On rubber mats, I like 5 inches max just for the sifting problem. With such stalls, I find poop builds up under the banks (part next to the wall that isn't disturbed) but I'm restricted to two inches max, and therefore the full care. The barn owned oftentimes were on patchy covering or wasted hay. Never had puddles though.
         
        01-05-2014, 08:48 PM
      #38
    Green Broke
    Quote:
    Originally Posted by Kotori    
    Problem with deep bedding is when poop gets buried. Wouldn't get broken up, but it was a pain sifting th 4-5 inches to get it all. Sift the center, flick the edges into the center, sift again, flick it to the outside, flick it back in. Of course, that was only one day a week.

    On rubber mats, I like 5 inches max just for the sifting problem. With such stalls, I find poop builds up under the banks (part next to the wall that isn't disturbed) but I'm restricted to two inches max, and therefore the full care. The barn owned oftentimes were on patchy covering or wasted hay. Never had puddles though.
    I completely agree, hate sifting through all that bedding to find nothing, even if you go fast it's a pain. That's why this new barn (if you read my previous post) was so interesting. Get out the obvious stuff only sifting if you have to. Then (WITHOUT sifting unless you need to) flick through any area that looks like it may have manure in it. Takes less than half the time of sifting through the whole thing. It's annoying with the horses that turn up their bedding into large piles here and there, but it's annoying no matter the method
         
        01-06-2014, 12:14 PM
      #39
    Weanling
    So normally I don't have to clean this barn very many days in a row but this week I was on the schedule for Mon, Wed, Fri, Sat, and Sun. Thankfully I'm off today (the high for today is 5 degrees F). And in being there for 3 consecutive days I realized that they got easier to clean. Fri they were kinda bad, Sat they were better, and yesterday they were not bad at all. I'm not saying I'm the best stall cleaner in the world but I know for a fact that I clean better than some people that work there and I think that who cleans the stall and how well they clean has a direct effect on how good/ bad the stalls look the next day. The horses that are really messy are still going to be messy but the horses that keep their stalls somewhat clean looked really good. There were just piles and there were still a lot of clean shavings.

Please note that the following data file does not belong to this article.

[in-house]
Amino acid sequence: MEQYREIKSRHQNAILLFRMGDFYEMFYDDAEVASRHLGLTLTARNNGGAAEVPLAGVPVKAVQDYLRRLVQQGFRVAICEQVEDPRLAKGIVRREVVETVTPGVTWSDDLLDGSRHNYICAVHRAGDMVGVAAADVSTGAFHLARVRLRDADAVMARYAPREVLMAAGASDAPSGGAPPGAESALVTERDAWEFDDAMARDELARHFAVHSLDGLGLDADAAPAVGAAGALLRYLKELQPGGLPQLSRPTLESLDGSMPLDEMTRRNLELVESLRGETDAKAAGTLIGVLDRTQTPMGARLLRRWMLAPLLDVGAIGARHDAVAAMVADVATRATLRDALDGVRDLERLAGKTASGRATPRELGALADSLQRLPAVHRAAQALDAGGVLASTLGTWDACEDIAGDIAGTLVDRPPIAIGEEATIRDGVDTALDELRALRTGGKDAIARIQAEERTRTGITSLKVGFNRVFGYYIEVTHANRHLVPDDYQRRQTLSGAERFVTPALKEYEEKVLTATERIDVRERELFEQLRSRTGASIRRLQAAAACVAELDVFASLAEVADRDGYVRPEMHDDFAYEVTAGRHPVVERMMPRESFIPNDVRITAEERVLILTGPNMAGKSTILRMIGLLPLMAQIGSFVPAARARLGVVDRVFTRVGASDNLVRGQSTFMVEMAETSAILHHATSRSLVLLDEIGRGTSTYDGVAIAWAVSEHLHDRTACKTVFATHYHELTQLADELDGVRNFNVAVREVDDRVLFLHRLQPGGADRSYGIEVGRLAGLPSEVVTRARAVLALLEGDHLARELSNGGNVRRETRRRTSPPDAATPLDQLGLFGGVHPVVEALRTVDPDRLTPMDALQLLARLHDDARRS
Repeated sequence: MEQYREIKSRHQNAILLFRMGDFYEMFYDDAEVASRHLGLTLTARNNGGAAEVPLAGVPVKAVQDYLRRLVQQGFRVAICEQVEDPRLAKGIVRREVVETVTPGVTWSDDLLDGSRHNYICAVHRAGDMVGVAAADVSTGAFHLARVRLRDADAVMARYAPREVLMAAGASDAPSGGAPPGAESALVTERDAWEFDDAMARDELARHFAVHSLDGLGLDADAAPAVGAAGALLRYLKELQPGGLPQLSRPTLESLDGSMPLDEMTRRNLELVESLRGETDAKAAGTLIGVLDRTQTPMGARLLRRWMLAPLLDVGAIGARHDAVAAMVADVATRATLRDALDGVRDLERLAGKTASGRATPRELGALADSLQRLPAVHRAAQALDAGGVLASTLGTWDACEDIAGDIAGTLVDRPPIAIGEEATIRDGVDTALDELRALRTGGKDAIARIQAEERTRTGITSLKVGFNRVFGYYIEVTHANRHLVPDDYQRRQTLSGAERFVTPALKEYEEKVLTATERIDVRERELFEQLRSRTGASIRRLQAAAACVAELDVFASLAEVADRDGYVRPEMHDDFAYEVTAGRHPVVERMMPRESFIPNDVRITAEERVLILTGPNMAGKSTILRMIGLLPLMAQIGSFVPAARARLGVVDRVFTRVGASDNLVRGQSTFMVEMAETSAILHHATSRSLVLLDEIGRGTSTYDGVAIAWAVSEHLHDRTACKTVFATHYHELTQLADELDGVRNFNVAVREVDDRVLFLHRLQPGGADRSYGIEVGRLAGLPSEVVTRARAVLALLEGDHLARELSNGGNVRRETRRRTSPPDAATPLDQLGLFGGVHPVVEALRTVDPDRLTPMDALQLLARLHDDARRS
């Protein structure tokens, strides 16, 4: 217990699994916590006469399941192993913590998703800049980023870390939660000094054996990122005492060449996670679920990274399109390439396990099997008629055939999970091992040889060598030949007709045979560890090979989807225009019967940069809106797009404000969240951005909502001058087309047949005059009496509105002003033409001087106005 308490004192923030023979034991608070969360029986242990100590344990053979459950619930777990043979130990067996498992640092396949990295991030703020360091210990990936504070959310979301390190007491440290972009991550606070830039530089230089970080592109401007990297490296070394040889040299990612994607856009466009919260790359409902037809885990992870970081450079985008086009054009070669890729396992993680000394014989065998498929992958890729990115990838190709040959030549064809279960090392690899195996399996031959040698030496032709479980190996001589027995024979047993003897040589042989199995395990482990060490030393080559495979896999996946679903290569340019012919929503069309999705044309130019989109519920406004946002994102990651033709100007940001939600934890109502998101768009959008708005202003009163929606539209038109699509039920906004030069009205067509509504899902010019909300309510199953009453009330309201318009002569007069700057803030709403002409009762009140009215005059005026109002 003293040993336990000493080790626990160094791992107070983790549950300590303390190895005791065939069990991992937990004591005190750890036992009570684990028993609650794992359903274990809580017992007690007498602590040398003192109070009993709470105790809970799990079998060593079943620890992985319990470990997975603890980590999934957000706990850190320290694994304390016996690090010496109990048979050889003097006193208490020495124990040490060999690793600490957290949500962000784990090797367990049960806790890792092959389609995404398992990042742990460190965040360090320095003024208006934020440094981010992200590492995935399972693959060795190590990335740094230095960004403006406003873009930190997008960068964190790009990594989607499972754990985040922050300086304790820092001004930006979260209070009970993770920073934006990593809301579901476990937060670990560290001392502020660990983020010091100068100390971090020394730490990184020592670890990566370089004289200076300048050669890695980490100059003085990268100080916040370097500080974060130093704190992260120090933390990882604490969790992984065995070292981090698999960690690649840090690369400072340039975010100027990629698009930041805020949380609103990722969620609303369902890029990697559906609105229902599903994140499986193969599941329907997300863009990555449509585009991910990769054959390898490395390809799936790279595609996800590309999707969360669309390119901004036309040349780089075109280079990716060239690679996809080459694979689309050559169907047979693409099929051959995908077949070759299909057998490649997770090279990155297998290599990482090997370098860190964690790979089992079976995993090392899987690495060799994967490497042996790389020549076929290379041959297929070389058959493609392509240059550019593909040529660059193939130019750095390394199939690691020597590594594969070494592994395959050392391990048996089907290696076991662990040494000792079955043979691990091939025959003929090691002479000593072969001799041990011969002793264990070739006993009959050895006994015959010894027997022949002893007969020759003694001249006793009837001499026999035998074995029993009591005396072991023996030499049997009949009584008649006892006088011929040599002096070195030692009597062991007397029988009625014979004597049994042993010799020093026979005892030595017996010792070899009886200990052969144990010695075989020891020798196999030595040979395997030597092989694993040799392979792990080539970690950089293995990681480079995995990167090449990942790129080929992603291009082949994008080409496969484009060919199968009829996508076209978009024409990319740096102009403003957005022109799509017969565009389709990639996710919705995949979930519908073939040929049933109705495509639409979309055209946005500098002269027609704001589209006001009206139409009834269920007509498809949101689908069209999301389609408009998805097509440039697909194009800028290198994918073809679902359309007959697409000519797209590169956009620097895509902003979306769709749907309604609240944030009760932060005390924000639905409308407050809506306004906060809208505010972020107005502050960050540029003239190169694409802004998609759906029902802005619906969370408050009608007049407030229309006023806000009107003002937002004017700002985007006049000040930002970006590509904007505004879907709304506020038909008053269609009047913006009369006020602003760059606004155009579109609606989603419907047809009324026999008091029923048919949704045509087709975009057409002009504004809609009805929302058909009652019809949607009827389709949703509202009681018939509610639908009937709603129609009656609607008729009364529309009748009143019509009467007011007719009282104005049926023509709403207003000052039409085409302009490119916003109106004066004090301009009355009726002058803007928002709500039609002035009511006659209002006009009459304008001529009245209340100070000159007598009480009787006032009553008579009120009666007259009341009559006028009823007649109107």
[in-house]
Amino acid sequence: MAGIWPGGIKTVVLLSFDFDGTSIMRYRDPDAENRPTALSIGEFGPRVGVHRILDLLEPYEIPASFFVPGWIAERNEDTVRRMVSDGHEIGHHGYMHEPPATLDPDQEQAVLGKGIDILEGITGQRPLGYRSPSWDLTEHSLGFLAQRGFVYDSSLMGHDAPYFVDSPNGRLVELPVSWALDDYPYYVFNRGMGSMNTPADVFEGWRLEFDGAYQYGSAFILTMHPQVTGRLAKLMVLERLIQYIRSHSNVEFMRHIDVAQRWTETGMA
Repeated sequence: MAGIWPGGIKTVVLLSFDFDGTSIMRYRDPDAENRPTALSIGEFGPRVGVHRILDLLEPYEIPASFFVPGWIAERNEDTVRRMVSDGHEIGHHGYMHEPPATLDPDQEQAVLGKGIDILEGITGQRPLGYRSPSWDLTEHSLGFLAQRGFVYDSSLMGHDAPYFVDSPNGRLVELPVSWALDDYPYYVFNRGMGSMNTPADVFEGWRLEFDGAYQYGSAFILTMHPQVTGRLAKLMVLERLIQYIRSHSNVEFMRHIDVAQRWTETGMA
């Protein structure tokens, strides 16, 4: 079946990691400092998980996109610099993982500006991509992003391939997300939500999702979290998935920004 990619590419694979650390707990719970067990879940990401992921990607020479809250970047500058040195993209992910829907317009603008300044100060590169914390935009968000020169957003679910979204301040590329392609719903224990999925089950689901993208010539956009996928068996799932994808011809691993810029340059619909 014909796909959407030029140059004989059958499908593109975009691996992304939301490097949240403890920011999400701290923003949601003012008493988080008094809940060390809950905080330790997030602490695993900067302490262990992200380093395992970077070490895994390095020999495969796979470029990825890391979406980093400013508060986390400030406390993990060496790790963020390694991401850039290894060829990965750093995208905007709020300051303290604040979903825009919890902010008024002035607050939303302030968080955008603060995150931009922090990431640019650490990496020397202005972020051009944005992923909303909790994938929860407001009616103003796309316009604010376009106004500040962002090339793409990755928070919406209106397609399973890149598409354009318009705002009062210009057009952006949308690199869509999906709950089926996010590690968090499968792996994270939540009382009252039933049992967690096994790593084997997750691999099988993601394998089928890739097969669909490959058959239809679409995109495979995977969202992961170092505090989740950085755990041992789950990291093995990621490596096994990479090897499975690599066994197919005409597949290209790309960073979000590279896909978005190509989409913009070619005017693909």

01-07-2014, 02:10 AM
      #40
    Green Broke
    Quote:
    Originally Posted by eeo11horse    
    So normally I don't have to clean this barn very many days in a row but this week I was on the schedule for Mon, Wed, Fri, Sat, and Sun. Thankfully I'm off today (the high for today is 5 degrees F). And in being there for 3 consecutive days I realized that they got easier to clean. Fri they were kinda bad, Sat they were better, and yesterday they were not bad at all. I'm not saying I'm the best stall cleaner in the world but I know for a fact that I clean better than some people that work there and I think that who cleans the stall and how well they clean has a direct effect on how good/ bad the stalls look the next day. The horses that are really messy are still going to be messy but the horses that keep their stalls somewhat clean looked really good. There were just piles and there were still a lot of clean shavings.


    Hear, hear...
    eeo11horse likes this.